If Zipp was careful to distinguish between two forms of the avant-garde, he did not assert a banal opposition between an emancipatory Dadaism and its rivals: this would have contradicted the idea of complicity explored in the smaller room. Hence the disciplined atmosphere of the lecture hall was in turn complicated by the tokens of adolescent rebellion that occupied its centre: drum kit, organ, distortion pedals, a microphone and amp. Zipp and his band DA (Dickarsch, or ‘fat ass’) showcased their improvised rock on the opening night with a torrent of screaming that Hugo Ball might well have approved of. As a result the austere theatre and the shabby back room could not be seen as independent. Rather, the latter – with its benches along the walls, where the band waited – was a kind of antechamber for the former. In this way Zipp implicated each historical (and political) space in the other while reaching forward to touch us in the present.
The amp emitted a powerful hum, letting us know it was live and so inviting the viewer to take up the instruments and perform. By doing so we may perhaps have maintained some kind of fidelity to the event that took place here, traces of which could still be seen: the carpet stained with ash and alcohol, the wooden tiers covered in dusty footprints. And yet this was at odds with the melancholy that the empty lecture hall exuded. We were too late: the players had left the stage and the audience for anything we might do ourselves had already departed. Such ambivalence extended to the status of the band’s performance. By connecting with them through performing ourselves, could we really channel the distant creative event of Modernism? Or was the gig, like its surroundings, simply a facsimile, history repeated as farce?
The excesses of DA’s performance may have suggested the latter, seeming merely to assert tired ideas of art as transgression. Yet Zipp’s conception of Modernism as constituted though a contradiction between creativity and control demands a more complex analysis. The performance stands or falls on the question of whether it is grasped under the mannerist sign of irony or as part of a larger exploration of the contradictions at the heart of both Modernism and the last hundred years of German art and society. Zipp’s ability to pose this formal question suggests that his work does indeed afford a useful purchase on the receding event of Modernism, even as it dramatizes the problems and tensions endemic to it.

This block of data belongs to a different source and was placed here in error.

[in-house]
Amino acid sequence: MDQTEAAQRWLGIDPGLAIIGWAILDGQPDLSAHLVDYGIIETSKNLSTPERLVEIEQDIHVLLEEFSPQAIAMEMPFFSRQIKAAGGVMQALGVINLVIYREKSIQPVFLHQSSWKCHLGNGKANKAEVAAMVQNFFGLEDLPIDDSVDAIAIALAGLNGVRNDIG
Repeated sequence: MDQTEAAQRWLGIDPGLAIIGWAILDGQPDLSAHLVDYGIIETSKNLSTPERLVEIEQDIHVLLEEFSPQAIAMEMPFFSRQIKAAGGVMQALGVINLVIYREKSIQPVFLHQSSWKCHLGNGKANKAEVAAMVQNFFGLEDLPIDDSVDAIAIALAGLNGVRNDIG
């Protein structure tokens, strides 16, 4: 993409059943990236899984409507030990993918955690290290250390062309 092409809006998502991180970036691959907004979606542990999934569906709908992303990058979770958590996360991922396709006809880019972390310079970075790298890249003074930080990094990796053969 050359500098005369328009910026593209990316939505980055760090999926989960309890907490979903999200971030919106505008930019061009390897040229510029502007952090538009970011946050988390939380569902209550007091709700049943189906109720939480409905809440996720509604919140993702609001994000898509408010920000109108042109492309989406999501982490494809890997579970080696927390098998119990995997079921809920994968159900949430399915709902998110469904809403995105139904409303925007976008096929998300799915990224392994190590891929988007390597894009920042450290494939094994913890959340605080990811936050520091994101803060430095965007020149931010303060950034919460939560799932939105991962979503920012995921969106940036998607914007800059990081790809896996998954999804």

Conor Carville

jon pylypchuk talk from Alison Jacques Gallery earlier in the year

jon pylypchuk talk Feb09 mp3

 I saw the show when it was on, around February time and I never quite resolved my feelings about it. I think Pylypchuk's work has something strong, something that resists interpretation (to once again high jack the Sontag language that is getting quite refreshingly present, but maybe even a little overly used at the moment), it is childish, and it is repetitive but analysis is not the way to go to make sense of it. It is the establishment of a language, a system with which to express something, it is wrong to get caught up in the wizz bang of the means of expressing it. animals and coke and dripping paint. I'm not going to argue that that's not exciting, it is. but the point is beyond that. Maybe we're so used to getting one or the other, the visual or the cerebral. why else could there be a recording like this? with someone trying so hard to nail down this work in all the wrong places, stapling the coattails to the floor.
I do struggle with the excess, with the use of the drugs, its fairly silly, its unwieldy. how do we read it? It just makes me cringe a bit. Whatever it is aiming for, how is it going to hit it when its so easy for it to get dragged down to a trendy decadence?
In some ways the work was just too honest to be shown in that space, its fairly heart-on-sleeve and its a bit beery and teary. In that space its easy for people (as demonstrated by this talk) to take it all the wrong way, and to effectively apologise for the work, it's actually one of the most damming things I've ever heard, Jessica Lack desperately trying to say "there is a reason for this! there is a plan, take him seriously".
the best moment is the one question. the one moronic question at the end regarding the "contradiction the low made anti-commodity work being shown in a blue chip gallery".

the work is pretty far form being anti-commodity, it is laboured and loved and would look lovely on your wall, also for that even to be a question any more, to think that anything without a frame must be the whimsy of the gallery director to bring in a pet folk artist and feed them up on acid to make crudely beautiful drawings about lost loves?
What a room full of tragic misdirected attention.

DANIEL RICHTER Daniel Richter The Woodcuts. Pippy Houldsworth